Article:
Photo: Paul Chinn, The Chronicle
As it apparently gets closer to selling its core Internet business to Verizon — at a reduced price — Yahoo is warning users of potentially malicious activity on their accounts between 2015 and 2016, the latest development in the Sunnyvale company’s investigation of a mega-breach that exposed 1 billion users’ data several years ago.
Yahoo confirmed Wednesday that it is notifying users that their accounts had potentially been compromised but declined to say how many people are affected.
Meanwhile, the company is near a deal to lower the price of the sale of its core business to Verizon by close to $300 million, a person with knowledge of the matter said Wednesday.
The original deal, announced last year, carried a $4.8 billion price tag.
If completed, the revised agreement would help Yahoo finally move past questions about the fate of the deal, after the troubled company disclosed the hacking incidents, which affected several hundred million Yahoo accounts.
Since then, Verizon executives have negotiated hard in public and in private, arguing that the revelations could have a material effect on the deal.
Under the revised terms, the two companies are expected to share legal responsibility and costs for the data breaches, the person with knowledge of the matter said.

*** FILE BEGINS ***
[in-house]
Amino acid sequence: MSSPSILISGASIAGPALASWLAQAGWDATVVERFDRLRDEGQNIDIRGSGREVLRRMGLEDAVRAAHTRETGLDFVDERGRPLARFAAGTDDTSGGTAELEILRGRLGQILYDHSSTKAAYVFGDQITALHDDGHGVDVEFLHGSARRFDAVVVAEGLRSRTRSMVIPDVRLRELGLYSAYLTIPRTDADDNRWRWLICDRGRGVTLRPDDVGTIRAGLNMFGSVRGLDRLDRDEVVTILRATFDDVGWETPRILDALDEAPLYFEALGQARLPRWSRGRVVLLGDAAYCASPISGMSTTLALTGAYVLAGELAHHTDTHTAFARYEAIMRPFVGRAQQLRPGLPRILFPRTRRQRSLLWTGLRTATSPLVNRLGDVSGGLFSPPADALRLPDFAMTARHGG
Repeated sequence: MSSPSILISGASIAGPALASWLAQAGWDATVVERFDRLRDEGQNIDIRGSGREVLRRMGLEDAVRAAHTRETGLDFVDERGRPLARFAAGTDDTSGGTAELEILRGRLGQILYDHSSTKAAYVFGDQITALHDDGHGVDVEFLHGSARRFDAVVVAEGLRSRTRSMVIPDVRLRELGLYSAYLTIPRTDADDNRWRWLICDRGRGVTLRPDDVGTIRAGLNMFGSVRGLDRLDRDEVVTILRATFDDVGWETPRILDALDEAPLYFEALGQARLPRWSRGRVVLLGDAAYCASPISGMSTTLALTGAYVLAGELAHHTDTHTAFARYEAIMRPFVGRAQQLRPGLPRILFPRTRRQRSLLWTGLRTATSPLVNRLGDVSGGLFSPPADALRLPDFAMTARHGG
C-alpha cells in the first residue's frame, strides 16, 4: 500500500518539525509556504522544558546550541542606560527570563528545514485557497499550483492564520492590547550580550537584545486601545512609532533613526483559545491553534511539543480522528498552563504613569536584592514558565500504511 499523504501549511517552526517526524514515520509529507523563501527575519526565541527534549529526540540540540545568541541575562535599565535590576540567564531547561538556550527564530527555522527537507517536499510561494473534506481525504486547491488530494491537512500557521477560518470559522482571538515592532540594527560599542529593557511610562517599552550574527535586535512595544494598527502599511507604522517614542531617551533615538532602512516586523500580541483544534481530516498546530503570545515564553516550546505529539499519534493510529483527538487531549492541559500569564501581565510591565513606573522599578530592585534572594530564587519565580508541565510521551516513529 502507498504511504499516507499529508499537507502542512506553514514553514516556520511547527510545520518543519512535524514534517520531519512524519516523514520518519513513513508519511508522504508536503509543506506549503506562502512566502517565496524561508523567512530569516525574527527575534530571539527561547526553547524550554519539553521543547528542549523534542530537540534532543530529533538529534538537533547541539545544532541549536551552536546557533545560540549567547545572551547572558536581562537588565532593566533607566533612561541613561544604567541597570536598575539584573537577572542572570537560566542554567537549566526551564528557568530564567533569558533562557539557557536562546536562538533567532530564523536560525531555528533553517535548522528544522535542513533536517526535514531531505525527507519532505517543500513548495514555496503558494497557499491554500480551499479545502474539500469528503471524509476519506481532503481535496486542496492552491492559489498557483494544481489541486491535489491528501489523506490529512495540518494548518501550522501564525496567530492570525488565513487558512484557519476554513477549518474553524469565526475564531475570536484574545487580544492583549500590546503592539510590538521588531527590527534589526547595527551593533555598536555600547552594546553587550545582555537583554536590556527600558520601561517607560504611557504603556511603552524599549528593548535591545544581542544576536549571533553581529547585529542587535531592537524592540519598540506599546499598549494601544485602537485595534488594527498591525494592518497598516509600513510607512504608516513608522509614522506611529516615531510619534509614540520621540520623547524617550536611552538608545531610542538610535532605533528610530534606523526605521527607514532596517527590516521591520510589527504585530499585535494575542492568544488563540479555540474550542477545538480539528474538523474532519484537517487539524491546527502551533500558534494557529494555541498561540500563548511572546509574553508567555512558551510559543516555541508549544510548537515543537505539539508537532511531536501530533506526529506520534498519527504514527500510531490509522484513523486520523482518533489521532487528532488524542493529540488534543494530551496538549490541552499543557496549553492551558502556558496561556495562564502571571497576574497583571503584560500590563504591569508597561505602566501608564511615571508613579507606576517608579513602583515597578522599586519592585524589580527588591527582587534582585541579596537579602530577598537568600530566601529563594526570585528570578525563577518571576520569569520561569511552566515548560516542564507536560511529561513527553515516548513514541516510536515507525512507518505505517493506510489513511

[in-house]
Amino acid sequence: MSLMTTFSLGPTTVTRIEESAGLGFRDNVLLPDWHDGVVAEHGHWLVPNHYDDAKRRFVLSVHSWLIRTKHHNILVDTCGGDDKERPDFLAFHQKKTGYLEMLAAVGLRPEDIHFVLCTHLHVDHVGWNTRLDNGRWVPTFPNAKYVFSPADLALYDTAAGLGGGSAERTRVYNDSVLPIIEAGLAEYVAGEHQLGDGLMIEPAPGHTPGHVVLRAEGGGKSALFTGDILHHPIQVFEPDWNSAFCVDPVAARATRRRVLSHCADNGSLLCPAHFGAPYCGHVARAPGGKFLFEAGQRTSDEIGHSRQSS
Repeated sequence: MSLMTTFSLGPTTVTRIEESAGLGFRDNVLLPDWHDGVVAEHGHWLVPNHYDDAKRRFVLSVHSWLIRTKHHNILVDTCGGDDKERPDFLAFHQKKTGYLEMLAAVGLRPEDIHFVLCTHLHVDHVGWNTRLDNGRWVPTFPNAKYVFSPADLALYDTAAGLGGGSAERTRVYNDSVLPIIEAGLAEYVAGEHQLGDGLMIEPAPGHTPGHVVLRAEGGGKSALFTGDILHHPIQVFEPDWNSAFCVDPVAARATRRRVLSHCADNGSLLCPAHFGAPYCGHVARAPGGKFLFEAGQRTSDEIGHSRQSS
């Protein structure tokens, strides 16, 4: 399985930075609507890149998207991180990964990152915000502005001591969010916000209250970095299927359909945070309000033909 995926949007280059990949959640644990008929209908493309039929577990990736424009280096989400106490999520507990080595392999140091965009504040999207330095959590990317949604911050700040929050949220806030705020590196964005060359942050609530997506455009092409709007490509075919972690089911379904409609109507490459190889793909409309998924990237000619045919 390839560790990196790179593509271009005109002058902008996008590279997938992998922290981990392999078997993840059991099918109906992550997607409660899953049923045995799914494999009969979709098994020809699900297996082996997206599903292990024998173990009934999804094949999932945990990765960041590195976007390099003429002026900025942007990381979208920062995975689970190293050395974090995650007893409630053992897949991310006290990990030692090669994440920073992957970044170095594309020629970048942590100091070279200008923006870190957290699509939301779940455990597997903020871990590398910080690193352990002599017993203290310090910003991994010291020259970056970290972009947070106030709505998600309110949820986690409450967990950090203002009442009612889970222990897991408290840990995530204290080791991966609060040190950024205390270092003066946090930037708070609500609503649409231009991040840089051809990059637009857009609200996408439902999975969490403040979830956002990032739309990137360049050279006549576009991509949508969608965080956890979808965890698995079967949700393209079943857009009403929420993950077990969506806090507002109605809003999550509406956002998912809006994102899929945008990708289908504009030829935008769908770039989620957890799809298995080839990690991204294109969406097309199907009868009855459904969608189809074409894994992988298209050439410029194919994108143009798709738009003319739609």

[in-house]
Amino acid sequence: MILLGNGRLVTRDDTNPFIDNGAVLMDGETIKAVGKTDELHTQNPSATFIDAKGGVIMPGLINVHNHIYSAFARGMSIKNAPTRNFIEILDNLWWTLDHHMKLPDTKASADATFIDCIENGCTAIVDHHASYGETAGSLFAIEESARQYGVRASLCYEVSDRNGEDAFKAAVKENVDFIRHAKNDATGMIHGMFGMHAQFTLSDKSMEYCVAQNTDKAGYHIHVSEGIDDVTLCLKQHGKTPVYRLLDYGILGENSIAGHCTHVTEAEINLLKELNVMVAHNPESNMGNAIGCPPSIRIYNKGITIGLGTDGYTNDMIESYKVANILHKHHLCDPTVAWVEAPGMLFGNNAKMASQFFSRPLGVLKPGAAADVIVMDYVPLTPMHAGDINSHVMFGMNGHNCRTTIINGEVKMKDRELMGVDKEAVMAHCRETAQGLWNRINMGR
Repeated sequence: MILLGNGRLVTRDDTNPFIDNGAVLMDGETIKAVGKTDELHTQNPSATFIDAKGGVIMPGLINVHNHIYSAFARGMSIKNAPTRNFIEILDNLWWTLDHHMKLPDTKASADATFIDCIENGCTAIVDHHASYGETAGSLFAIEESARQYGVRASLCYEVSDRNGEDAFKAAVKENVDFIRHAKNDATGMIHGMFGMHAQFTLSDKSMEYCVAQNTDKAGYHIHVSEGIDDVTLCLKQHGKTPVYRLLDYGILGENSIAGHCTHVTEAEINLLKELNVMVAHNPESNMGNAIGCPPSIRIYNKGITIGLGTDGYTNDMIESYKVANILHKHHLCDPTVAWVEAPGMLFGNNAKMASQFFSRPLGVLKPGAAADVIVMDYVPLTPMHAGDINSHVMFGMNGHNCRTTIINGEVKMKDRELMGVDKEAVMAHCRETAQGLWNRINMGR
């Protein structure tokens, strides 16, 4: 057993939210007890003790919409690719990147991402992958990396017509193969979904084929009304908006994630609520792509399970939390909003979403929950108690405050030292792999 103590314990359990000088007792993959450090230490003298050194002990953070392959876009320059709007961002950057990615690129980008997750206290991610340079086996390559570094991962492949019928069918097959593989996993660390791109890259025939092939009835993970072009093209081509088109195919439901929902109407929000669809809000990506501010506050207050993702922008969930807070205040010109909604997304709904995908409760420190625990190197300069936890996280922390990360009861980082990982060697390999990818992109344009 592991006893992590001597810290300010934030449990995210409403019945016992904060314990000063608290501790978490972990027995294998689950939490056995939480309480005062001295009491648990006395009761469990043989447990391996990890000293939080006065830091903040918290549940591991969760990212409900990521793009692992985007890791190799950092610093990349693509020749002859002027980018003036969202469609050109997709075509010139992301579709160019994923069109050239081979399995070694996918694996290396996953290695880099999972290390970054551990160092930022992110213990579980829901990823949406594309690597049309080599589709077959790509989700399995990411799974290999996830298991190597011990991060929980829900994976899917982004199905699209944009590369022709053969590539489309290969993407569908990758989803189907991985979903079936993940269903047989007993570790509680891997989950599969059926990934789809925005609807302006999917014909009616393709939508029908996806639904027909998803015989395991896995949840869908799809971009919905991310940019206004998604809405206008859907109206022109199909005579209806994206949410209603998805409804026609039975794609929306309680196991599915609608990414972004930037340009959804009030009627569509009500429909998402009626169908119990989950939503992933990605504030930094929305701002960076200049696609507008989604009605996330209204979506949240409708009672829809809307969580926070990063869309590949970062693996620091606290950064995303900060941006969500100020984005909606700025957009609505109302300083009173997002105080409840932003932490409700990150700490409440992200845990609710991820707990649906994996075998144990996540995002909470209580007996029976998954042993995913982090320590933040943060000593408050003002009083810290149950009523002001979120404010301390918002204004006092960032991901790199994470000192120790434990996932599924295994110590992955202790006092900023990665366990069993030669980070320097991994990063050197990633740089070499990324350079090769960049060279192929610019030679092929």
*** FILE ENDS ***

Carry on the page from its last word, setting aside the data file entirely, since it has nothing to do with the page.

For Yahoo, concluding a revised deal would let the company move on from a protracted sales process that has played out in public.
The Web pioneer finally pursued the sale of its Internet business — including its still-popular mail, Yahoo Finance and sports arms — after years of investor discontent under a succession of chief executives, most recently Marissa Mayer.
When the sale closes, the remaining company — to be renamed Altaba — will have investments in the Chinese e-commerce giant Alibaba, as well as Yahoo Japan and a small portfolio of patents.
As for the latest breach revelations, Yahoo tied some of the potential compromises to what it has described as the “state-sponsored actor” responsible for the theft of private data from more than 1 billion user accounts in 2013 and 2014. The stolen data included email addresses, birth dates and answers to security questions.
The malicious activity that was the subject of the user warnings revolved around the use of “forged cookies” — strings of data which are used across the web and can sometimes allow people to access online accounts without re-entering their passwords.
A warning message sent to Yahoo users Wednesday read: “Based on the ongoing investigation, we believe a forged cookie may have been used in 2015 or 2016 to access your account.” Some users posted the ones they received to Twitter.
“Within six people in our lab group, at least one other person has gotten this email,” Joshua Plotkin, a biology professor at the University of Pennsylvania, said. “That’s just anecdotal of course, but for two people in a group of six to have gotten it, I imagine it’s a considerable amount.”
Plotkin said in a telephone interview that he wasn’t concerned because he used his Yahoo email for messages that were “close to spam.” In the message he posted to Twitter , he joked that “hopefully the cookie was forged by a state known for such delicacies.”